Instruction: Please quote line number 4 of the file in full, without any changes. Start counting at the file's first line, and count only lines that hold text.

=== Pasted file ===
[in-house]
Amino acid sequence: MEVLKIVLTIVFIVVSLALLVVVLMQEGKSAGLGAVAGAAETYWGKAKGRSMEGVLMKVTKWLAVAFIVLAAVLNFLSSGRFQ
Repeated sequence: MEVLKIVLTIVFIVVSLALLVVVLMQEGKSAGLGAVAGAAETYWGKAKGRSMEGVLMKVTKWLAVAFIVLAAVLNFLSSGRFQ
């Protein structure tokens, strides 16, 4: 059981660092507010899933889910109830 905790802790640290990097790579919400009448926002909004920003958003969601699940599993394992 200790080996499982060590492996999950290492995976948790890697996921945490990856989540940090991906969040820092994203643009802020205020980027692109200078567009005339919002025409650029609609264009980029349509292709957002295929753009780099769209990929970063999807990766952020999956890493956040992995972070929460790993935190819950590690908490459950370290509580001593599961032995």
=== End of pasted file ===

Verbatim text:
């Protein structure tokens, strides 16, 4: 059981660092507010899933889910109830 905790802790640290990097790579919400009448926002909004920003958003969601699940599993394992 200790080996499982060590492996999950290492995976948790890697996921945490990856989540940090991906969040820092994203643009802020205020980027692109200078567009005339919002025409650029609609264009980029349509292709957002295929753009780099769209990929970063999807990766952020999956890493956040992995972070929460790993935190819950590690908490459950370290509580001593599961032995």